With delta cases surging in the bay and across the country, the tide is turning to bring back mask mandates. There’s been a first wave of mask recommendations, with most counties in the Bay Area already recommending masks indoors, as well as across the country, with the CDC updating its guidelines. And now, the Bay is making it official. In a joint statement from a Bay Area coalition, seven counties will specifically be requiring masks indoors, even for fully vaccinated people, effective at 12:01 a.m. on Tuesday, August 3. Masks are back on for indoor dining and drinking. It’s not recommended. It’s mandatory.
San Francisco vaccination rates have soared to some of the highest in the country, as 84 percent of residents over the age of 12 have gotten at least one dose. But the highly transmissible delta variant is also spreading, with the city reporting 198 new COVID cases per day on a seven day average, and rising hospitalizations that have doubled in the past 10 days and increased by 400 percent in the month of July. Varying by county, but hovering above the 80th percentile, health officials said in a press conference that the vast majority of hospitalizations and deaths are seen in unvaccinated individuals, but reiterated that even fully vaccinated individuals can still get and spread the virus.
If grim news, hopefully this new mandate will at least bring back some clarity, following several weeks of rapidly changing guidelines. Most counties in the Bay Area banded together to put out an indoor mask recommendation on July 16. The CDC caught up with the Bay and updated national guidelines on July 27. Then the California Department of Public Health got in line a day later with a statewide recommendation. In LA county, high case counts prompted a switch to a mandate a couple of weeks ago on July 17. But in San Francisco and the surrounding counties, in the meantime, local restaurants and bars have been left to come up with their own policies.
This Bay Area coalition includes seven of the nine counties in the Bay Area: Alameda, Contra Costa, Marin, San Francisco, Santa Clara, San Mateo, Sonoma, and the City of Berkeley. (Yet again, Napa and Solano counties did not join).
Specifically, this new mandate means masks are back on for indoor dining, even if you’re fully vaccinated. If anyone needs a refresher, you will be required to wear a mask anytime you’re not eating or drinking, including waiting to be seated, reading the menu, using the restroom, and the kicker everyone forgets, every time a server approaches the table.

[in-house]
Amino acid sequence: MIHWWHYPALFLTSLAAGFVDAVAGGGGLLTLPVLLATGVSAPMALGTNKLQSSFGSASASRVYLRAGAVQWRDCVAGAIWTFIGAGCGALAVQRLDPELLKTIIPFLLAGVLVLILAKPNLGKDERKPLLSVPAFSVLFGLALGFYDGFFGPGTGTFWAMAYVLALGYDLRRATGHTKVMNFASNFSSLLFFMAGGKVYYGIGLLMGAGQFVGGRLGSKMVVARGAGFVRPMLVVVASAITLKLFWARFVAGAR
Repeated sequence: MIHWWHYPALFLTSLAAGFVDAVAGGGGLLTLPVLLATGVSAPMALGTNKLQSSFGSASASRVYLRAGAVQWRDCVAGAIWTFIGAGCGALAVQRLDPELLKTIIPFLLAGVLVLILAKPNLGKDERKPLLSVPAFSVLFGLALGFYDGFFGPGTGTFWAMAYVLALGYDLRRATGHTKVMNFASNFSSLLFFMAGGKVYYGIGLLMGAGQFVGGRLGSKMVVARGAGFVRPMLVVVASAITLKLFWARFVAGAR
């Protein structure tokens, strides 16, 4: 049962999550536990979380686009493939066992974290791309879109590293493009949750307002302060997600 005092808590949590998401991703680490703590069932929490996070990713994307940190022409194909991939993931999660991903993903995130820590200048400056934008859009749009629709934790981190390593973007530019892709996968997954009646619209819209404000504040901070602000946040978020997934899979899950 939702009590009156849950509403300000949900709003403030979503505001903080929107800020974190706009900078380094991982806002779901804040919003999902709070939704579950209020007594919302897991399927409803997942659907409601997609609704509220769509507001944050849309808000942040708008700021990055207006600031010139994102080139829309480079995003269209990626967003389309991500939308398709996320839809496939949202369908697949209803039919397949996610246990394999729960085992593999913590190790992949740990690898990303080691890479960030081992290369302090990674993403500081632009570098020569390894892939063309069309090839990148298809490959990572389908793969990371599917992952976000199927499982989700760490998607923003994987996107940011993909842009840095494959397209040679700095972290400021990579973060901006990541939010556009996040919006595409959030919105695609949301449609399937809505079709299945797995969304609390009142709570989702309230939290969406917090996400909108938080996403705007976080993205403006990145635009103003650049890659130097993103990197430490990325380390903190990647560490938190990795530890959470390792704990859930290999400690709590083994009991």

At least for now, officials didn’t mention bringing back any other indoor dining restrictions, such as capacity limits, party size limits, or time limits. They were also vague on enforcement, some health officers saying they would provide signs to restaurants, but most generalizing that they hoped diners would be on their best behavior. (The exception was Santa Clara, where apparently diners can report any restaurants that aren’t complying through the county website.)
SF restaurant and bar owners anticipated this news and sounded resigned. Chef-partner Marialisa Lopez from Pearl 6101 told her staff to start bringing their masks in over the weekend, in expectation of the news. “I’m indifferent,” she sighs. “Better safe than sorry.” Pearl will add a note back to the menu, and servers will remind diners of the new mandate when they sit down. “It’s not the biggest deal,” Lopez says, although behind the scenes in the kitchen, she’s not particularly looking forward to yelling and struggling to hear cooks down on the line and sweating through a mask while running a 1,200-degree oven.
“We’re all so numb to it right now, it’s like whatever, what’s next,” agrees Aaron Paul of Macondray cocktail bar. “But of course, we’re willing to be compliant.” Macondray already reintroduced masks for staff last week, after seeing many vaccinated friends in the industry come down with breakthrough infections. Paul says returning to masks isn’t a big deal, but capacity limits would hurt business if restaurants lost half their tables again. But also, he doesn’t quite follow the logic of a mask mandate without capacity limits, if people are just going to take off their masks and start drinking shoulder to shoulder at the bar. “If we go back to wearing masks, that’s not going to make any difference unless we go back to distancing the tables,” Paul says. Without that, “There is zero point.”
Both Lopez and Paul said that a mask mandate is one thing, as it’s very visual, easy to check, and diners are used to it. But they were relieved if uneasy that a vaccine mandate is off the table for now, despite a growing number of bars and restaurants have independently decided to start asking for proof of vaccination. “A vaccine mandate would be next level,” Lopez says. “That would be much more complicated to enforce.”